I coach many an ultrarunner and have dabbled in a few myself, so the sport is constantly on my mind. There’s been a fair amount of interesting ultrarunning coverage making its way through the media in recent weeks that’s worth sharing here. Here’s a sampling of a few of my favorite bits:
“Why do we do this?” Gudrun asked rhetorically. “We have such a nice home.” Her husband, Hansmartin, looked at her and said simply: “Because we have such a nice home.”
+ Good read from The Guardian’s Adharaand Finn on why ultrarunning, while still a niche sport by any account, has gained popularity in recent decades and whether or not running for abnormally prolonged periods of time is actually good for you.
“This relationship with the land around us is vital. It helps us to reconnect, and even for a brief moment forget the darkness,” writes Christina Bauer. “The new bonds we form allow us to persevere standing side by side facing the demons with our faces raised to the sun. I have been drawing on this energy as we have faced a string of the bleakest months of our partnership, and found the light streaming out of the smallest moments, like the first running steps on a treadmill.”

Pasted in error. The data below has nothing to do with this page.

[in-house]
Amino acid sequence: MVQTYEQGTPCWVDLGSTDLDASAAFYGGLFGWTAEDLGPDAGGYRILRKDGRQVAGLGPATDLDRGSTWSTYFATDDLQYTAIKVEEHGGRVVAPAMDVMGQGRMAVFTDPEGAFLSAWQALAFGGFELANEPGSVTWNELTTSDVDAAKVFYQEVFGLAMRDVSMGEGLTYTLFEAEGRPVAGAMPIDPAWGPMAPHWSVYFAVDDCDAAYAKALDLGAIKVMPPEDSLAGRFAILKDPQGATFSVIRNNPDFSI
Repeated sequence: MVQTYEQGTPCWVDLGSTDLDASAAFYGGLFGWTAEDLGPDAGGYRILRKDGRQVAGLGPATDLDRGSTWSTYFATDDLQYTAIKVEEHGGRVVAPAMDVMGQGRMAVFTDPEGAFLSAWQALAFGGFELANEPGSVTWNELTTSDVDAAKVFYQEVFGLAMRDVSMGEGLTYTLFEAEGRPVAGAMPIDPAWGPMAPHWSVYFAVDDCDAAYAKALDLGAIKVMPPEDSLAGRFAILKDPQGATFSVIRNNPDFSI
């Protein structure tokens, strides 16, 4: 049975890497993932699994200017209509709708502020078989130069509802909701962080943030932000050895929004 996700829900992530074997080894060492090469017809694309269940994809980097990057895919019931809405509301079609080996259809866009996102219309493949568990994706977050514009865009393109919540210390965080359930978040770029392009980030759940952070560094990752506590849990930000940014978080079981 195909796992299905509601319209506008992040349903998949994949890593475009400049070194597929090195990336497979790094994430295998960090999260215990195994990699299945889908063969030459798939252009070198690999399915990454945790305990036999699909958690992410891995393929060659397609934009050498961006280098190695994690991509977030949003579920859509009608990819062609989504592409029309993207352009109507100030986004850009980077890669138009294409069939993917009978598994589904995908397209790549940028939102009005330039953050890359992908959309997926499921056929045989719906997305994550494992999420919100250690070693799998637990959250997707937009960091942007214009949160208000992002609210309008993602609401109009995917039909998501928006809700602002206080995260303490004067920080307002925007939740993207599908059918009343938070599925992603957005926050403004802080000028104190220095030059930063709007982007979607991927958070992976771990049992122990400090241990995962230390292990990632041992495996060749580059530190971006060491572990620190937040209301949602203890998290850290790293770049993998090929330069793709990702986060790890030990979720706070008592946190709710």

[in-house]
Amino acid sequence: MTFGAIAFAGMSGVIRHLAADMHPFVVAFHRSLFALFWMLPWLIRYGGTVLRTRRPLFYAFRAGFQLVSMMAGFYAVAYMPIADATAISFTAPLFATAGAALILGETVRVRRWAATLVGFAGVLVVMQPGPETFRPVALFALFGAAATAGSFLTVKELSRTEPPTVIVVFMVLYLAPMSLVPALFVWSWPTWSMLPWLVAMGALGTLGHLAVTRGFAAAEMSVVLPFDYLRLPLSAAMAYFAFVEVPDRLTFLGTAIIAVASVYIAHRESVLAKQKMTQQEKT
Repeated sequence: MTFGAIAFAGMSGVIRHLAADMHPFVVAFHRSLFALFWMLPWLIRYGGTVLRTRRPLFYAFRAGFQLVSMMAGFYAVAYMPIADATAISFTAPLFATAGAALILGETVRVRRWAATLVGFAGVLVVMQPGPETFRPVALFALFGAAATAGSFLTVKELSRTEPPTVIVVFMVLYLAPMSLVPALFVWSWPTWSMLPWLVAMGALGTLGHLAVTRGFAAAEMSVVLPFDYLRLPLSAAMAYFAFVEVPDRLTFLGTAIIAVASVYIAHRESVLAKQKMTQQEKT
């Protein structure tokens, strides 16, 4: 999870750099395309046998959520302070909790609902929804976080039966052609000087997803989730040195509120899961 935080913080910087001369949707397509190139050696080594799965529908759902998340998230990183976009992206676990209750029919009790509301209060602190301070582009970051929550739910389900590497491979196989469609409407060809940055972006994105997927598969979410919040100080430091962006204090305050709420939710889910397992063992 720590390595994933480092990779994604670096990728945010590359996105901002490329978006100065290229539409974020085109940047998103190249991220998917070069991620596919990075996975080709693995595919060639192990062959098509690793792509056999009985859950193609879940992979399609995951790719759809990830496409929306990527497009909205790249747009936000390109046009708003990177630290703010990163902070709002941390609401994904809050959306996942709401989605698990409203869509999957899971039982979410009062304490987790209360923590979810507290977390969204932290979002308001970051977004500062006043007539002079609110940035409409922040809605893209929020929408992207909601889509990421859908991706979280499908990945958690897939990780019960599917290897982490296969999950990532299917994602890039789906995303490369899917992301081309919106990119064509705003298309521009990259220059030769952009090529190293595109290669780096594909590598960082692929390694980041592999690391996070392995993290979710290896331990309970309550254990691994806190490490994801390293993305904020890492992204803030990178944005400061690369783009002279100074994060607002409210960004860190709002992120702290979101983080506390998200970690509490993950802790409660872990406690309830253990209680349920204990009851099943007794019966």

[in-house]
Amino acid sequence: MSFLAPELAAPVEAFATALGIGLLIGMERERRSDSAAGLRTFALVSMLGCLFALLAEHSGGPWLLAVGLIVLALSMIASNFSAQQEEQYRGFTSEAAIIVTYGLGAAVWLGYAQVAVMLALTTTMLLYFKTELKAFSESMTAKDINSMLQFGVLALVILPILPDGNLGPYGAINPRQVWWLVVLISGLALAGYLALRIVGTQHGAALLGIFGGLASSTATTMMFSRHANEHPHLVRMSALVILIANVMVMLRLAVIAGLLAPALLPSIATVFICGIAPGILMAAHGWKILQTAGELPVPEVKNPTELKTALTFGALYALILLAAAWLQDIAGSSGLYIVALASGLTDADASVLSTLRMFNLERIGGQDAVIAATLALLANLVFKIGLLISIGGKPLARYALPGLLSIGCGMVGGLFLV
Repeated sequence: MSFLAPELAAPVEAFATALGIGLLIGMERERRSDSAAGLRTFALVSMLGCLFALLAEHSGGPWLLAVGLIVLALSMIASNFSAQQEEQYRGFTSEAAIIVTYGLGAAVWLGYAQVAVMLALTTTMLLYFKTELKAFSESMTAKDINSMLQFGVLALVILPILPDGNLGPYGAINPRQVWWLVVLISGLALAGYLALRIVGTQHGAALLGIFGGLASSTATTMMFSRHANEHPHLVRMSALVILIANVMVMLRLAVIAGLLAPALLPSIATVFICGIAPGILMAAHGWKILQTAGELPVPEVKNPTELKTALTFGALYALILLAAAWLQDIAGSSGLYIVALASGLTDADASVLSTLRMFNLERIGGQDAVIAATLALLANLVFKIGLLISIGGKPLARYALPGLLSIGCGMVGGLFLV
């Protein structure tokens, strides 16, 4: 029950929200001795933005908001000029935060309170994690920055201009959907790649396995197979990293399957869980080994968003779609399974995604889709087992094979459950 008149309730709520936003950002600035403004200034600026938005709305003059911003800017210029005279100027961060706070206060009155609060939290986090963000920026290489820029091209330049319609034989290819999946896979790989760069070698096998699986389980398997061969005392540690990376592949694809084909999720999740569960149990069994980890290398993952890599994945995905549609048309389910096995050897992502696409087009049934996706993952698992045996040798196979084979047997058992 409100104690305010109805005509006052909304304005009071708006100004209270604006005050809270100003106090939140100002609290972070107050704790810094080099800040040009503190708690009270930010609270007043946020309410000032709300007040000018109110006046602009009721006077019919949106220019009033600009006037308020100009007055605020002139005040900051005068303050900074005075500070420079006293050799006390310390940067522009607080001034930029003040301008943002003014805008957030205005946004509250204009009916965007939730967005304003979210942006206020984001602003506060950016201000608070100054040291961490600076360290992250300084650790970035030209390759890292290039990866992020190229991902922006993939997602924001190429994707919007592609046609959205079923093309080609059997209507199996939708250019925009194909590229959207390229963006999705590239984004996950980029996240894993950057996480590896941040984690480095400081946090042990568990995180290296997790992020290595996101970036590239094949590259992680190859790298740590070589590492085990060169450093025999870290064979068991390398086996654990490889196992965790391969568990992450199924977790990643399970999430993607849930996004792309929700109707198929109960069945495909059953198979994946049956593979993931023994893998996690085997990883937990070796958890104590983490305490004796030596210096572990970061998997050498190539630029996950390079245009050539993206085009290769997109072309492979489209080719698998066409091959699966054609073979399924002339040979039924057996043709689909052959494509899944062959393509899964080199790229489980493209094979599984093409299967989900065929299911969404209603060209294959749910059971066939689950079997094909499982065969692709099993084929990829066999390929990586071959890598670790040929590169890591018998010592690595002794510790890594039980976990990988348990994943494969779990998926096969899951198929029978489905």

+ Christina Bauer’s first-person account of watching her husband—champion ultrarunner Rob Krar—struggle with mental health and how she rides the rollercoaster of undulating emotion alongside him. Bauer’s writing is honest, vulnerable, and powerful.
“The question we started to wrestle with after a few days was: Why?” Alex Hutchinson writes for Outside. “Sure, we liked the trail’s remoteness, and the landscape was beautiful in those rare moments when the fog lifted enough for us to see it. But we couldn’t shake the feeling that we’d been drawn to this ordeal precisely because of how grueling we’d heard it would be.”
+ Suffering isn’t specific—or exclusive—to ultrarunning, but it’s most certainly one of its most attractive traits.